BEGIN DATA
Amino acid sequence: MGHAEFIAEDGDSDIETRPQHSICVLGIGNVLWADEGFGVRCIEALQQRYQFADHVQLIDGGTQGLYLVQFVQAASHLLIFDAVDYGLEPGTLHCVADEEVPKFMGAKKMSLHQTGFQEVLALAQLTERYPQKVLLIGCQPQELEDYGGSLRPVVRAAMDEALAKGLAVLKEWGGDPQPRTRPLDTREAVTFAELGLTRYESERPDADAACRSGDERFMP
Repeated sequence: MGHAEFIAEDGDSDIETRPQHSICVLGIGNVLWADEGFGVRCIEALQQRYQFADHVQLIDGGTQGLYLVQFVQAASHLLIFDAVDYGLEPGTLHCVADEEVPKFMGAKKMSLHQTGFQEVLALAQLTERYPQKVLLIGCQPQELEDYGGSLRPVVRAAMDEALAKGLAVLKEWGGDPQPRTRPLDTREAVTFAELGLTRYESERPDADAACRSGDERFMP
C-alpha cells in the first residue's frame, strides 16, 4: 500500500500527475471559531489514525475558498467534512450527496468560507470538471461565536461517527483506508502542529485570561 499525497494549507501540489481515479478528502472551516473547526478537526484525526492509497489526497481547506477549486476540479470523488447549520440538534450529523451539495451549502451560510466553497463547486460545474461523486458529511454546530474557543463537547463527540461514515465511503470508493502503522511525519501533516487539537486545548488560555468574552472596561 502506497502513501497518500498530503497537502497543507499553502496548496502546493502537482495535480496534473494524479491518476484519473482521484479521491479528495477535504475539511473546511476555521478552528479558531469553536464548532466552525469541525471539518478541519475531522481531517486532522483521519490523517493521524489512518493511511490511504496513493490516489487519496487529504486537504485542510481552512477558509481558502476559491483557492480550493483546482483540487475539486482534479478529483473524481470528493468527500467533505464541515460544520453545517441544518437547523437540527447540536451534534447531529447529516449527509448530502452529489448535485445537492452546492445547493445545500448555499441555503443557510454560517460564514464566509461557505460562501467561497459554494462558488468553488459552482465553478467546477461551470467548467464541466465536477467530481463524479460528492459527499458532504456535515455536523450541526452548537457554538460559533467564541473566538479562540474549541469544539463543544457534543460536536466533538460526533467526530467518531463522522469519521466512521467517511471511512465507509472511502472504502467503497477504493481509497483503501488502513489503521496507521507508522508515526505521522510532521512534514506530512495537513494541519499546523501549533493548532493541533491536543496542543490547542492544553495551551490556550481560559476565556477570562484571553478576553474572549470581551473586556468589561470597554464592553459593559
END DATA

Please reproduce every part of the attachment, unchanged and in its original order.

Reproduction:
Amino acid sequence: MGHAEFIAEDGDSDIETRPQHSICVLGIGNVLWADEGFGVRCIEALQQRYQFADHVQLIDGGTQGLYLVQFVQAASHLLIFDAVDYGLEPGTLHCVADEEVPKFMGAKKMSLHQTGFQEVLALAQLTERYPQKVLLIGCQPQELEDYGGSLRPVVRAAMDEALAKGLAVLKEWGGDPQPRTRPLDTREAVTFAELGLTRYESERPDADAACRSGDERFMP
Repeated sequence: MGHAEFIAEDGDSDIETRPQHSICVLGIGNVLWADEGFGVRCIEALQQRYQFADHVQLIDGGTQGLYLVQFVQAASHLLIFDAVDYGLEPGTLHCVADEEVPKFMGAKKMSLHQTGFQEVLALAQLTERYPQKVLLIGCQPQELEDYGGSLRPVVRAAMDEALAKGLAVLKEWGGDPQPRTRPLDTREAVTFAELGLTRYESERPDADAACRSGDERFMP
C-alpha cells in the first residue's frame, strides 16, 4: 500500500500527475471559531489514525475558498467534512450527496468560507470538471461565536461517527483506508502542529485570561 499525497494549507501540489481515479478528502472551516473547526478537526484525526492509497489526497481547506477549486476540479470523488447549520440538534450529523451539495451549502451560510466553497463547486460545474461523486458529511454546530474557543463537547463527540461514515465511503470508493502503522511525519501533516487539537486545548488560555468574552472596561 502506497502513501497518500498530503497537502497543507499553502496548496502546493502537482495535480496534473494524479491518476484519473482521484479521491479528495477535504475539511473546511476555521478552528479558531469553536464548532466552525469541525471539518478541519475531522481531517486532522483521519490523517493521524489512518493511511490511504496513493490516489487519496487529504486537504485542510481552512477558509481558502476559491483557492480550493483546482483540487475539486482534479478529483473524481470528493468527500467533505464541515460544520453545517441544518437547523437540527447540536451534534447531529447529516449527509448530502452529489448535485445537492452546492445547493445545500448555499441555503443557510454560517460564514464566509461557505460562501467561497459554494462558488468553488459552482465553478467546477461551470467548467464541466465536477467530481463524479460528492459527499458532504456535515455536523450541526452548537457554538460559533467564541473566538479562540474549541469544539463543544457534543460536536466533538460526533467526530467518531463522522469519521466512521467517511471511512465507509472511502472504502467503497477504493481509497483503501488502513489503521496507521507508522508515526505521522510532521512534514506530512495537513494541519499546523501549533493548532493541533491536543496542543490547542492544553495551551490556550481560559476565556477570562484571553478576553474572549470581551473586556468589561470597554464592553459593559